Some friends wanted a lighted hula hoop for burningman, and when they turned out to be about $200 each, I decided to make one. All the parts cost about $15 . . . total time to make the hoop was about 3 hours, but that included time for figuring things out. You could probably make one in less than 2 hours with this instructable and soldering skills . . .
12' - polyethylene tubing
1x tubing connector
6x LED's (or more if you like)
6x 69ohm resistors (calculate for your LED's)
6x LED holders
14'x2 copper wire
1x mini switch
1x AAA battery holder (2xbatteries, 3Volts)
assorted heat shrink
Step 1: Make Your Own Hoop
I can't claim credit for figuring out how to make the hoop itself. For that, see the JasonUnbound website http://www.jasonunbound.com/hoops.html. There, you'll find excellent instructions on making a great hoop! As for materials, I got my tubing and connector from US Plastics. I ended up getting a 100 foot roll of the 1" PE Flexible Pipe Not-NSF Listed 80 psi. Ended up making about 8 hoops with this, so on a per hoop basis, it's pretty cheap!
When making your hoop, there is one modification that needs to be done to the JasonUnbound version: File/cut off the ridges on one side of the tube connector. Cutting off most of the ridges as shown in the pic will allow you to take the tube apart when you need to replace the batteries, but still keep the tube together while hooping.
Step 2: Drill LED Holes
The hoop shown in the intro pictures had 3 LED's facing outwards, and 3 more LED's facing upwards to sorta "highlight" the hooper. Plan out your configuration and mark the hoop before drilling! I used a 1/4" drill bit, and drilled completely through the tube (you'll see why later).
Once you've drilled your holes, run a pair of copper wires through the length of your tube, leaving about 2 feet of extra length. I used a twisted pair scavenged from some old ethernet cables for this.
Step 3: Running Wires Through the Hoop
Make a handy wire pulling tool from a paperclip as shown in the pic. Now, you're ready to start wiring the LED's, starting from one end, working towards the end that has the 2 extra feet of wire.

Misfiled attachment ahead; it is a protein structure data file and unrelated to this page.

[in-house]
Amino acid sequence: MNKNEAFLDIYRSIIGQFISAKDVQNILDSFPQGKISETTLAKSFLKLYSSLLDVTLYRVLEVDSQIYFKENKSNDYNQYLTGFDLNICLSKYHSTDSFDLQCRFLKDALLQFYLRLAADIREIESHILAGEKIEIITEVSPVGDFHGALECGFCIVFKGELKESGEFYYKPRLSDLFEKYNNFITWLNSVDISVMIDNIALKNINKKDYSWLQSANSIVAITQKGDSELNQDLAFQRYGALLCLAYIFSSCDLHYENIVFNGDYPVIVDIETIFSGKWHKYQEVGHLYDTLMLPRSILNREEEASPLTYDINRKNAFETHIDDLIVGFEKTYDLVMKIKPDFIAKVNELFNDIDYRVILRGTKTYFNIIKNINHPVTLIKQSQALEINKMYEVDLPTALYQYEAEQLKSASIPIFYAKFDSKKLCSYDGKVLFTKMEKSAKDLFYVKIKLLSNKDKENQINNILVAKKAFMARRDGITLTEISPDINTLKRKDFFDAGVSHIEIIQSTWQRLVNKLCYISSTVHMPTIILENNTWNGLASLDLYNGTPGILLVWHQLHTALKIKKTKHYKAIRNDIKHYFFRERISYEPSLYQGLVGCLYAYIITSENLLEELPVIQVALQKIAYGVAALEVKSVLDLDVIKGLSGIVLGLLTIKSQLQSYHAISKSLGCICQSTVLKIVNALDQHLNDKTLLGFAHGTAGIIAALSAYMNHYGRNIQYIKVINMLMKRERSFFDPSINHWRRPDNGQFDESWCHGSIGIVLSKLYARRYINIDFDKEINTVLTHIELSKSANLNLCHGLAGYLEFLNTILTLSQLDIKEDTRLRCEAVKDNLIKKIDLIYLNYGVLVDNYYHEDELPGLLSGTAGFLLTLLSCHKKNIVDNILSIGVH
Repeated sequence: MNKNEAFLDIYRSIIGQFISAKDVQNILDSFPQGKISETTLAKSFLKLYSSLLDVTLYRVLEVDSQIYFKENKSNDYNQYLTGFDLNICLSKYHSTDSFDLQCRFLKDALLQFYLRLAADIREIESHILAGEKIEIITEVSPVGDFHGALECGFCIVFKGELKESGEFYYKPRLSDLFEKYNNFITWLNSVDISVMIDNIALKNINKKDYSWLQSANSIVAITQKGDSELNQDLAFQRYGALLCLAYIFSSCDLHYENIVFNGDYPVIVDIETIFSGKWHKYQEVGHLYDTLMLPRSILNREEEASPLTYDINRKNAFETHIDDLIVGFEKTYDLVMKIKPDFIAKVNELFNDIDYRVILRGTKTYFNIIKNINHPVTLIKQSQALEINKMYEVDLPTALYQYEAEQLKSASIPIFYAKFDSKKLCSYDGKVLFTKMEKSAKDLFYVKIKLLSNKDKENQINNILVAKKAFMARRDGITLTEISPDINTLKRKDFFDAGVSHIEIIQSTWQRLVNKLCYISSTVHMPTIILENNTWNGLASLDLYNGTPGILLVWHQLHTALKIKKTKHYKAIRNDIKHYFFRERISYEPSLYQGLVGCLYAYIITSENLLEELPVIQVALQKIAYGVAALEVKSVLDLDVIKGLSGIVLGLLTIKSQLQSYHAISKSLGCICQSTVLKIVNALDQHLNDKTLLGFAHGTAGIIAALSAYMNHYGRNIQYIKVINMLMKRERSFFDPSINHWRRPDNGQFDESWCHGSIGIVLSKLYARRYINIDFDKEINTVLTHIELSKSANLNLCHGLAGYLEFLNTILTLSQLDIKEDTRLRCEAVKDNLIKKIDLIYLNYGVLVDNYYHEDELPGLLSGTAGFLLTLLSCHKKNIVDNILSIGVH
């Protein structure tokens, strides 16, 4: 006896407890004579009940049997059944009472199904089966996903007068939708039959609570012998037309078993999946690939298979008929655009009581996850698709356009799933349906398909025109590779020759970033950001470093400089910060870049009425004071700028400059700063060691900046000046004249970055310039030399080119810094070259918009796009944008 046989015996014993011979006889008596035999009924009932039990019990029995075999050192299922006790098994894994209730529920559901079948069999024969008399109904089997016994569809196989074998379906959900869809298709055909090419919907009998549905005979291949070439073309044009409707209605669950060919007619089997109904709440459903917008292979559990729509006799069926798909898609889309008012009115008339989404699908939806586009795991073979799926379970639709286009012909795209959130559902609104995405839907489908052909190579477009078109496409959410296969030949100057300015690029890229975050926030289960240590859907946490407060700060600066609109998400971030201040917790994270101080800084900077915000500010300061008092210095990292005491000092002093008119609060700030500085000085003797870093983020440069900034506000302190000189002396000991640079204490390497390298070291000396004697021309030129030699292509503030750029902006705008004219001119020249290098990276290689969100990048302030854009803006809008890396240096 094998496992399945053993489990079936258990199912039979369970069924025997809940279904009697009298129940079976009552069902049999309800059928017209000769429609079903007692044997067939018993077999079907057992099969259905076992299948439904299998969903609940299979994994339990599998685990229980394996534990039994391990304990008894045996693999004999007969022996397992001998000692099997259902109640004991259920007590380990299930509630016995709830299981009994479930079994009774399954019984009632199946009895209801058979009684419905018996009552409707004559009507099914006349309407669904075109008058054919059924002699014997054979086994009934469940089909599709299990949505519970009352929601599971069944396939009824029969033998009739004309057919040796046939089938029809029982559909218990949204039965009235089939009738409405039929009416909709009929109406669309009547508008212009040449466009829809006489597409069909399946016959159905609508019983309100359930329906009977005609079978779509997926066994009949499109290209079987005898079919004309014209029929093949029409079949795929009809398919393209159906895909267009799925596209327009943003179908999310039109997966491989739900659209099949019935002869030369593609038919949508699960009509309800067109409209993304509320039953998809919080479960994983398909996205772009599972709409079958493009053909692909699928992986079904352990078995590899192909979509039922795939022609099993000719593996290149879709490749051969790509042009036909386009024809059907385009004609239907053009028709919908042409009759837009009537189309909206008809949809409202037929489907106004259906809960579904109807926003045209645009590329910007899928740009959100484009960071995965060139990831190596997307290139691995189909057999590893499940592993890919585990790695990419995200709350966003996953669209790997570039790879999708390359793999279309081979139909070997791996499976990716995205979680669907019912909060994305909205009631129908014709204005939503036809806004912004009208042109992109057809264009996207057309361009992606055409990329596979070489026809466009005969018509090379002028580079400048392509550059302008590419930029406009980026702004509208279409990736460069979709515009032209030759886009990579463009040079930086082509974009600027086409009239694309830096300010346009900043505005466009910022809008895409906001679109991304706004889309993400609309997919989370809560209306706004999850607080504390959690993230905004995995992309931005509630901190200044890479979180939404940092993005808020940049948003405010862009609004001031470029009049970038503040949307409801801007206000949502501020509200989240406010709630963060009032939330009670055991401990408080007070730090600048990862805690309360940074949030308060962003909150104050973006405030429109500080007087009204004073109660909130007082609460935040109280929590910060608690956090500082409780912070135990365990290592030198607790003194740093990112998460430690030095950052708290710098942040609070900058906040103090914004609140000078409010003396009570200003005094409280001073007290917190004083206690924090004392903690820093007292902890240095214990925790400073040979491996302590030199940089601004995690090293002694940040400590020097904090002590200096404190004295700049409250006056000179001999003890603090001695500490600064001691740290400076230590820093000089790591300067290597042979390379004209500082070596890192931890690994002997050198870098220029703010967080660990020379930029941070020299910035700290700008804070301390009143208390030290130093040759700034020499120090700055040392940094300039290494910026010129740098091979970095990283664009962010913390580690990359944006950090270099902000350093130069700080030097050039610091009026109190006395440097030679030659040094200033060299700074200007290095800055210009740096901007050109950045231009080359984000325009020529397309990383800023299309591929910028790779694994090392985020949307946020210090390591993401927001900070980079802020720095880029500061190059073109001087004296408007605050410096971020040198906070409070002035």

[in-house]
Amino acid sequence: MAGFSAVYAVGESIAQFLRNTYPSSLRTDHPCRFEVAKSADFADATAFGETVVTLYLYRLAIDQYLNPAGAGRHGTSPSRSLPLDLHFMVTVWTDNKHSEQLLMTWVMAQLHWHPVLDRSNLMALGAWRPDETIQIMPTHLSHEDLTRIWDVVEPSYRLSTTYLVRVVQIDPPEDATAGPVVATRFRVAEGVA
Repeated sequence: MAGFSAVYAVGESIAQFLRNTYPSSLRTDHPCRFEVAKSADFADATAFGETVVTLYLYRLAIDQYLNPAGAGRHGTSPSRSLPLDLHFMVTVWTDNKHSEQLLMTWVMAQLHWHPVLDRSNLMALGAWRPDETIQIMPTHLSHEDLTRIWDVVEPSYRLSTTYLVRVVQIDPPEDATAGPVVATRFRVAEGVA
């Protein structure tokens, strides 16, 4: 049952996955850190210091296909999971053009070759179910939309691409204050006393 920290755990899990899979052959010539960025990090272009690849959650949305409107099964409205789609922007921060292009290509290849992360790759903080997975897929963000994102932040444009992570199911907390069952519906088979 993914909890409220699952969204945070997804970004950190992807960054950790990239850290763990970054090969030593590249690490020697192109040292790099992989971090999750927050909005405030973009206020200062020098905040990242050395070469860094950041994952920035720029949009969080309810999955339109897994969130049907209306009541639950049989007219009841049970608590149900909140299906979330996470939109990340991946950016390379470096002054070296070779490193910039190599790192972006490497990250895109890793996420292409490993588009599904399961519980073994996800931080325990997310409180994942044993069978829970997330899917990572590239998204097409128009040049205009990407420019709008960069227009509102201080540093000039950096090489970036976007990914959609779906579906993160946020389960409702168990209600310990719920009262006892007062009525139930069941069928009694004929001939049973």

With the wire pulling tool, fish around in the tube and pull the wiring through the first 1/4" hole. Since this is the end of the wire, pull it all the way out . . . an LED/resistor can be directly soldered to the end (next step). The rest of the wires should be pulled out only a few inches, enough for you to work with.
Once pulled out, cut the positive(+) wire, and stripped a section of the ground (-) wire. Strip both ends of the cut +wire and twist them back together. I didn't want to cut both wires, for fear that they'd accidentally pull back in the tube and cause me wire-fishing stress. The auto-wirestripper shown is one of the handiest tools I've ever bought!
Step 4: Soldering the LED's
Once you've got a wire pulled, solder a resistor (I used 69ohm) to the lead of your LED. Once again, another type of paperclip comes in handy.
Now slip a 1" length of heat shrink tubing over the twisted pair of +wires. The heat shrink should be able to fit over your resistor. I use a clip to hold the heat shrink in place, since it'll start shrinking if it gets too close when you're soldering the lead.
Next, solder the +wires to the other end of the resistor (see pics), and the -wire to the ground lead of the LED. I calculated my resistor value to be 75ohms, but the closest I could find was 69ohm. You may need a different value depanding on your LED's. Here's a quick LED resistor calculator that I used.
Clip the leads, and pull the heat shrink tubing over the entire +wire assembly (LED lead, resistor, +wire) as you don't want your +/- shorting together while hooping!
Step 5: Mount LED's
Next, mount the LED's in a 1/4" LED Holder . . . I got mine from Radio Shack, part #276-079. First , shove the LED assembly you just soldered, back into the 1/4" hole, just below the surface of the hole.
Then, snap the LED holder into the 1/4" hole you drilled. Now, while making sure the LED holder doesn't pop out, use a small rod (I used an old drill bit) to snap the LED into the LED holder from the back. This is where the hole through the entire hoop comes in handy! You should feel the LED snap into place.
Feel free to test your LED wiring at any time . . . you don't need to wire up the whole circuit before testing!
REPEAT STEPS 3-5 for all the LED's you plan on putting in
Step 6: Wire Switch and Batteries
Find a small switch, just about any switch will do . . . the crappier, the better actually, as long as it's tiny. In order to keep the hoop relatively flat all around, I cut off the switch "handle" until it was slightly more than flush with the main switch body. With a little bit of thumb friction, it's still easy to turn on/off.
For the switch hole, I drilled a 3/8" hole, then filed it square with a set of mini-files.
Next wire, the switch (don't forget heat shrink!) and the batteries. The batteries should be wired to original 2ft excess end, out the end of the hoop as shown.
As always, feel free to test as you go! Sucks to wast heat shrink!
Step 7: Finishing Up
Once you've turned everything on to make sure all LED's light up, it's time to button'er up! Slide the AAA battery holder in the end of the hoop, and connect the hoop together.
The switch should be snug in it's spot, but just to be sure, place some electrical tape around the tabs and hoop to keep the switch from flying out.